A wind spill

 

 

 

Mike from Canmore

Frustrated Mess, I'm not surprised you found a former Bruce Power employee against industrial wind projects. Dozens of wind farms have gone up around Bruce Power and around the small towns located near Bruce Power. Many farmers in this area also work at the plant or have a spouse that does (because you pretty much need a second income to run a farm these days). 

I disagree with your reasoning that raising health and environmental concerns is part of an agenda to maintain fossil fuel energy. Talk with the people whose health is suffering. Many of them eagerly registered to have wind turbines placed on their property because they were convinced it was the green thing to do. Then they started having health problems.  People were forced to move away from their family homes and farms. For others, moving wasn't a financial option and I have had lots of people tell me they have become addicted to sleeping pills. Once people started speaking out they quickly learned that those 40 page contacts stipulate you are legally gaged from speaking about any health issues that may result from having a wind turbine on your property. Yet these same companies claim the turbines are safe. These are not the voices of a fossil fuel agenda: these are the voices of desperate and devastated people.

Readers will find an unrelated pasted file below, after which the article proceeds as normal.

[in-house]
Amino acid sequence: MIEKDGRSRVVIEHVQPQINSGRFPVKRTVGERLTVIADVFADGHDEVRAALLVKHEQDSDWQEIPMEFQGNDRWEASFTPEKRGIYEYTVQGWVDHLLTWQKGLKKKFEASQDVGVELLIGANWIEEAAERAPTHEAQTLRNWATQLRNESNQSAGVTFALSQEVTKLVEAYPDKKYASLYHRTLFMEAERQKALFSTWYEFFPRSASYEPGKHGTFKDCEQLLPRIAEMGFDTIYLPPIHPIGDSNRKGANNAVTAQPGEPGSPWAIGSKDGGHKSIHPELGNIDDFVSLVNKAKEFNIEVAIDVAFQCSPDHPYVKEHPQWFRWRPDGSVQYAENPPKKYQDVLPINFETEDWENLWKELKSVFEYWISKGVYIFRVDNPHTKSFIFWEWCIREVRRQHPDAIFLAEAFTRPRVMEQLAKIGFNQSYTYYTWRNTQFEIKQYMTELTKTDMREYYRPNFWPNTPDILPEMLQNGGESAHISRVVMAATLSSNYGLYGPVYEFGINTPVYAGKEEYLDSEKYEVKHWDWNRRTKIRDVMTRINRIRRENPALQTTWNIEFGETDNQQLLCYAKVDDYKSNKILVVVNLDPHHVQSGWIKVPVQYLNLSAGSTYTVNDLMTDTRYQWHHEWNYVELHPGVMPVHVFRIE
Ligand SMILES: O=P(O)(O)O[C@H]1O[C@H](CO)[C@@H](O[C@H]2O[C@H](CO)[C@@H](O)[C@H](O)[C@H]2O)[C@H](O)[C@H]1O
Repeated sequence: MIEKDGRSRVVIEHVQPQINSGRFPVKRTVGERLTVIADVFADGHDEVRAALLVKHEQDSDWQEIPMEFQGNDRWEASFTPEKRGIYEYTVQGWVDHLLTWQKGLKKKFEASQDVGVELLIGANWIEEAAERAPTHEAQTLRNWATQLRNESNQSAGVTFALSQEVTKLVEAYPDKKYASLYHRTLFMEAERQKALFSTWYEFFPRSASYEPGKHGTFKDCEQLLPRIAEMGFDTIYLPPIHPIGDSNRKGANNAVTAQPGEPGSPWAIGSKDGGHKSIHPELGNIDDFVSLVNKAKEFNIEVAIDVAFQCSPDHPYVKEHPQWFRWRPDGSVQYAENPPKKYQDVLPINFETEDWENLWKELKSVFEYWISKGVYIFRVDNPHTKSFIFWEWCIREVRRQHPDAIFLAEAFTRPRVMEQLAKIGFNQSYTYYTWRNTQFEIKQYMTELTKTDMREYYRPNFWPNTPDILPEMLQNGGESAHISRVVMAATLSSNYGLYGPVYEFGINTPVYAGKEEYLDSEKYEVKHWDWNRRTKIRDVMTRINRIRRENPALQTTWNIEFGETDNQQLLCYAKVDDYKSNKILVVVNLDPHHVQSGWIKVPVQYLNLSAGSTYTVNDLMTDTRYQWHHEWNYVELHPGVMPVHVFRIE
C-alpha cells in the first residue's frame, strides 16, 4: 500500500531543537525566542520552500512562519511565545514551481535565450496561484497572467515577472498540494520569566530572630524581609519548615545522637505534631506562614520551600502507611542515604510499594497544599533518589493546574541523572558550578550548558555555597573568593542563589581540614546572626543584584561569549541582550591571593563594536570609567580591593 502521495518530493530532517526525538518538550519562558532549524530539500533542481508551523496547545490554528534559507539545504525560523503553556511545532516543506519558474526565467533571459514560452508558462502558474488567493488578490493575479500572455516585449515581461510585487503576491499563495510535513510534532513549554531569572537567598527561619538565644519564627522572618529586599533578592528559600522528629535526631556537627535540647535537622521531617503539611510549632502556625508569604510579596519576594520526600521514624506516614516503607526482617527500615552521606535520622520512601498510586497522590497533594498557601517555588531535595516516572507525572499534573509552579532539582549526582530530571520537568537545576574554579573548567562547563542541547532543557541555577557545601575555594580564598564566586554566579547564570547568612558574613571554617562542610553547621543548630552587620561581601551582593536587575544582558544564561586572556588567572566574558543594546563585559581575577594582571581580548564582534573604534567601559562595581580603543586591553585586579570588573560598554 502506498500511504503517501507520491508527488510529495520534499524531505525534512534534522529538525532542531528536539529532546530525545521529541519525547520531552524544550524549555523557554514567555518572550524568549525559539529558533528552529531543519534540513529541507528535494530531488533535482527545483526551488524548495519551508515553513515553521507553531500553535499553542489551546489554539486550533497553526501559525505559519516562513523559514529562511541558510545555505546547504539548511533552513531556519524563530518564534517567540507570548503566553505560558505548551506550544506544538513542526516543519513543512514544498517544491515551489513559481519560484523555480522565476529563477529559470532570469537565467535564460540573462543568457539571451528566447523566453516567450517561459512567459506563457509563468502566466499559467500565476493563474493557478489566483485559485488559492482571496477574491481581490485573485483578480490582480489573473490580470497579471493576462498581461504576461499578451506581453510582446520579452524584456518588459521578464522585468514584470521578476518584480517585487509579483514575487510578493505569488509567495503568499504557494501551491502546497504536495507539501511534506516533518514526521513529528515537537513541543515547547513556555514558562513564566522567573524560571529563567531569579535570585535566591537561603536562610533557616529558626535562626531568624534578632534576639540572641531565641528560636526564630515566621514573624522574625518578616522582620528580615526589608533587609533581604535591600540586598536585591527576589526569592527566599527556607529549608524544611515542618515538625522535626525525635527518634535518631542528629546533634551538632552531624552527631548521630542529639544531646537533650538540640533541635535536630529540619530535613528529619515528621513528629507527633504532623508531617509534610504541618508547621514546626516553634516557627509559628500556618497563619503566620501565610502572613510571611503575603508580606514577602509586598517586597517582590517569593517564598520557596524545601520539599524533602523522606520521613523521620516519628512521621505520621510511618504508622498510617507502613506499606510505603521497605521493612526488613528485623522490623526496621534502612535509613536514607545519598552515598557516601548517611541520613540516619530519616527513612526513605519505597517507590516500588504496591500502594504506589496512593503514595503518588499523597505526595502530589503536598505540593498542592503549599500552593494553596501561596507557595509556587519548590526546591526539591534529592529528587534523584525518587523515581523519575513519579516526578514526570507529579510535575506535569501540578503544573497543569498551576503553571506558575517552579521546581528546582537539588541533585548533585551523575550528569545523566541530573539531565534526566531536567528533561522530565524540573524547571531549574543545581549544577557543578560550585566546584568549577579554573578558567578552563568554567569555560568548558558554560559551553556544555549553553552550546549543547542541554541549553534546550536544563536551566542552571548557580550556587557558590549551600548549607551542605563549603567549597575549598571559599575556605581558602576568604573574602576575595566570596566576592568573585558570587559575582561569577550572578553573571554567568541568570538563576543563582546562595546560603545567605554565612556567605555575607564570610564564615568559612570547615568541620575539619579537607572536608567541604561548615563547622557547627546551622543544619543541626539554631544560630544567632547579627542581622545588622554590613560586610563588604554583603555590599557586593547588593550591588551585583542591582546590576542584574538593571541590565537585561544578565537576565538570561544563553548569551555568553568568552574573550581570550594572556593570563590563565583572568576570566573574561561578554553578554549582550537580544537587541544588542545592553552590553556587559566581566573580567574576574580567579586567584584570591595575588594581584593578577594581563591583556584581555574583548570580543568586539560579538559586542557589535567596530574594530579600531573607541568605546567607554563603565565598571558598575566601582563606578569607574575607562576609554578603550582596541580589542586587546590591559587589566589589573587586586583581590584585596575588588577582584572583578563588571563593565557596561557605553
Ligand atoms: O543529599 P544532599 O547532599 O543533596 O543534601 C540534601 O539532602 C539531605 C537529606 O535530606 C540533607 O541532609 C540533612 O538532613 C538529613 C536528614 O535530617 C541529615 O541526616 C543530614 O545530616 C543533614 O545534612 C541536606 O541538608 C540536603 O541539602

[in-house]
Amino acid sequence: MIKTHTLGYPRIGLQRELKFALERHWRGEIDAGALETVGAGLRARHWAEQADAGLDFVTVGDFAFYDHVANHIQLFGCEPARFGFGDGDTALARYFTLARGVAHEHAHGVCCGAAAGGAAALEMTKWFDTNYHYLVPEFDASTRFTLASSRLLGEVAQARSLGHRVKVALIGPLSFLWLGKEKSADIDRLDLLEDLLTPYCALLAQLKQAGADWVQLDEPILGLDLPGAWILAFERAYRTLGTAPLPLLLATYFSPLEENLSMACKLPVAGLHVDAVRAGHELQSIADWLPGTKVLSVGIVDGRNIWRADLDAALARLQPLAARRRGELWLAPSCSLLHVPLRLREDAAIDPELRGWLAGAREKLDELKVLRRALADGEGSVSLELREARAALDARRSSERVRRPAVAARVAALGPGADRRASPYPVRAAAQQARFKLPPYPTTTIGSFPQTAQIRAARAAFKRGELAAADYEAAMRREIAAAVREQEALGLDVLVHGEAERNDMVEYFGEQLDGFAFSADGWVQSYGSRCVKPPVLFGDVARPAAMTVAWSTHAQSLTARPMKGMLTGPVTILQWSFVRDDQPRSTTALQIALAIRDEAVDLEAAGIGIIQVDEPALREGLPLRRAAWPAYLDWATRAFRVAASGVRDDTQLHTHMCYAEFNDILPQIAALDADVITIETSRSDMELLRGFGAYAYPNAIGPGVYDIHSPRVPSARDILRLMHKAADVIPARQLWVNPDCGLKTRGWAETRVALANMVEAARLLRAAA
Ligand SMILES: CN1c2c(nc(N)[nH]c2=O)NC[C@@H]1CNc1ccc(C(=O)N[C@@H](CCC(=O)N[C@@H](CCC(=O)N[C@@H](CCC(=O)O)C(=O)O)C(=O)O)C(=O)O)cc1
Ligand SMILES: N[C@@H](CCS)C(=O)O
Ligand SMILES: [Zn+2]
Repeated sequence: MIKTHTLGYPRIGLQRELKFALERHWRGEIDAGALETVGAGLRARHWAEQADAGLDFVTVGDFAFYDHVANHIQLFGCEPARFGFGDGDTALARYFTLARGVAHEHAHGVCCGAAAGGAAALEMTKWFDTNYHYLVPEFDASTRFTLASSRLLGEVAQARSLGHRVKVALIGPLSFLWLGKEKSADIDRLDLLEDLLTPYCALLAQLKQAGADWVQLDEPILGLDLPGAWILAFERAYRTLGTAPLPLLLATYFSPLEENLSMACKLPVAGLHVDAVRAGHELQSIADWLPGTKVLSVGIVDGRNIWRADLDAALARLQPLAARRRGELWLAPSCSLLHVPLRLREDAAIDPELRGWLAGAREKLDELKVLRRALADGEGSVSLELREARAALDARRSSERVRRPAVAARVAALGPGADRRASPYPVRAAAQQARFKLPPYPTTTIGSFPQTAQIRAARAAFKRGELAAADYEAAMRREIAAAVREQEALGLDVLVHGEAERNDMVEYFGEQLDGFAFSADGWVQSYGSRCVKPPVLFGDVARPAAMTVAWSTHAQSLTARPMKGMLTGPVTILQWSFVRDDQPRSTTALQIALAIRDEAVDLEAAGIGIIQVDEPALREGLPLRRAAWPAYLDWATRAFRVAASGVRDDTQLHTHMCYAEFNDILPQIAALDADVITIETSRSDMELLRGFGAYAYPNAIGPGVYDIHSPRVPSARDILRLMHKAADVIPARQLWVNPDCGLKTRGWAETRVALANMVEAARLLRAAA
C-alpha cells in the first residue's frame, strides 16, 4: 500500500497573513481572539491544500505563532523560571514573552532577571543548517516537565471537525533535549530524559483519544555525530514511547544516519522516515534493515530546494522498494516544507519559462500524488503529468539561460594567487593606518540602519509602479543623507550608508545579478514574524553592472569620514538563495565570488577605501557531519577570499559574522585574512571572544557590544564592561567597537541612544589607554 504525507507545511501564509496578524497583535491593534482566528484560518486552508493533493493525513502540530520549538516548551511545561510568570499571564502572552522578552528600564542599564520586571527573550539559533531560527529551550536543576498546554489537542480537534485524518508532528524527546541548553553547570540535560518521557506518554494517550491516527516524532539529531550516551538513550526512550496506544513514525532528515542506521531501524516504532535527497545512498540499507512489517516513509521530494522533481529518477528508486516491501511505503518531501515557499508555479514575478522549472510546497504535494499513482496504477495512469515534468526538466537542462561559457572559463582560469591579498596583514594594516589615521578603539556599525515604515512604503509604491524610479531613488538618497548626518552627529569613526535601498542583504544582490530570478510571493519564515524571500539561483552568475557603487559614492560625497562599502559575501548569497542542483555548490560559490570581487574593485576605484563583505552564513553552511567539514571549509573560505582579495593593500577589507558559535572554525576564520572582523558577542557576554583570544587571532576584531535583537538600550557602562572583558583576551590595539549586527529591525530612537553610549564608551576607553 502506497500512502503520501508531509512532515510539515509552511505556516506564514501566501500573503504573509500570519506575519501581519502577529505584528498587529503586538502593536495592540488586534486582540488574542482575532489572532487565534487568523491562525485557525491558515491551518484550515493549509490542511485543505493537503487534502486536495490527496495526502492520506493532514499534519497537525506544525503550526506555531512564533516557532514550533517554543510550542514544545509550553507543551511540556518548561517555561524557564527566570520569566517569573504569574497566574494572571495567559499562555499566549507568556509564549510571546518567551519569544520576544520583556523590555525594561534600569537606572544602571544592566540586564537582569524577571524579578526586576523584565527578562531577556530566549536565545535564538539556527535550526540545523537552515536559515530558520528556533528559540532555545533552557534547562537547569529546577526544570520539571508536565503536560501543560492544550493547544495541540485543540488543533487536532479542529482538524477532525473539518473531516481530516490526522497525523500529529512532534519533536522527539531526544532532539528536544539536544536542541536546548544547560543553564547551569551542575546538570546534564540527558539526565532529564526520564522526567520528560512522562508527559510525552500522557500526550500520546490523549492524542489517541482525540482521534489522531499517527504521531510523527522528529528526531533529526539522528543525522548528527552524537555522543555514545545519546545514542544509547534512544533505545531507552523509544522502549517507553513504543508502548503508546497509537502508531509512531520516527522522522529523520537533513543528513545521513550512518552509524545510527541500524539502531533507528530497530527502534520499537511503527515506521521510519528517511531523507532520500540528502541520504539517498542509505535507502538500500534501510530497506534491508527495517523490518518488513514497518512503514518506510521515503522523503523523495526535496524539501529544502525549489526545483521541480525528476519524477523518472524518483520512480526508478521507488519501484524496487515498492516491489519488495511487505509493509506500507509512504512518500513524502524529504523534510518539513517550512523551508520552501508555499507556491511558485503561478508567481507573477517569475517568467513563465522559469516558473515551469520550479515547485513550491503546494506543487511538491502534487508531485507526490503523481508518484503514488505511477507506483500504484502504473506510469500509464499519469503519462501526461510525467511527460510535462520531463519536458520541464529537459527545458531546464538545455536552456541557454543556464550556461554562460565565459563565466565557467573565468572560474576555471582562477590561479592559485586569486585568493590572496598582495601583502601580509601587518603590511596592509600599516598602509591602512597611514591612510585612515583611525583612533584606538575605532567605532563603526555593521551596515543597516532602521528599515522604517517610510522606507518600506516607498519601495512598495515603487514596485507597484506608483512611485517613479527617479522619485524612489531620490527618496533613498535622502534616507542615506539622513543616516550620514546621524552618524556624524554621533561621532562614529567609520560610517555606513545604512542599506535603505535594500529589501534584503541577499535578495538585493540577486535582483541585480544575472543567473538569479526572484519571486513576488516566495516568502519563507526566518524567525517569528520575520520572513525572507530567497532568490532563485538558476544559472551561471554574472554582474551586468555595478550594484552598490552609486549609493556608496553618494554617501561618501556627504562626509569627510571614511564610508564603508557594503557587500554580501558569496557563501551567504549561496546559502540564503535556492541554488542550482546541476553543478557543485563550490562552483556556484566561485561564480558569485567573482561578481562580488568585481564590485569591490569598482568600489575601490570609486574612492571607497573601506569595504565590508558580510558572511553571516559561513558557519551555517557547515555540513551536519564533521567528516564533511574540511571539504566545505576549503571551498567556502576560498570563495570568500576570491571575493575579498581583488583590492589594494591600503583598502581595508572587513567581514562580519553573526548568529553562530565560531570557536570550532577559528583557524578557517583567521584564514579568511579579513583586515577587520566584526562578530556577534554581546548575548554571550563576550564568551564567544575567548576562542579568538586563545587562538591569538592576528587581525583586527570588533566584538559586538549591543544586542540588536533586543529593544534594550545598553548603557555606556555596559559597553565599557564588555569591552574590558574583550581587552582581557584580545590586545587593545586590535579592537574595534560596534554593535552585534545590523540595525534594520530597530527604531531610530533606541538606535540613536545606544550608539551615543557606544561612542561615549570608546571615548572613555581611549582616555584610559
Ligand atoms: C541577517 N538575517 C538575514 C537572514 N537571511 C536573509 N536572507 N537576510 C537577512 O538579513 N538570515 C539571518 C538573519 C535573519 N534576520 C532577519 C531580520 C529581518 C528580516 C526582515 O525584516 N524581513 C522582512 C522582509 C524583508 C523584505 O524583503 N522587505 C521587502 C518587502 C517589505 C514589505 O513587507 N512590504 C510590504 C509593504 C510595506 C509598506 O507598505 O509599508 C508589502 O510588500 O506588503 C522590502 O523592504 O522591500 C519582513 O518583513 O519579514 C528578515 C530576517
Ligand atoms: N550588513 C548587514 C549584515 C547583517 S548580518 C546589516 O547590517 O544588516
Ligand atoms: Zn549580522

There is a solution that works for everyone - a compromise.  Rather than large scale wind farms, and large scale solar fields for that matter, the NDP could promote small scale wind and solar. Every Ontario household should be environmentally refitted. 

Unionist

Mike from Canmore wrote: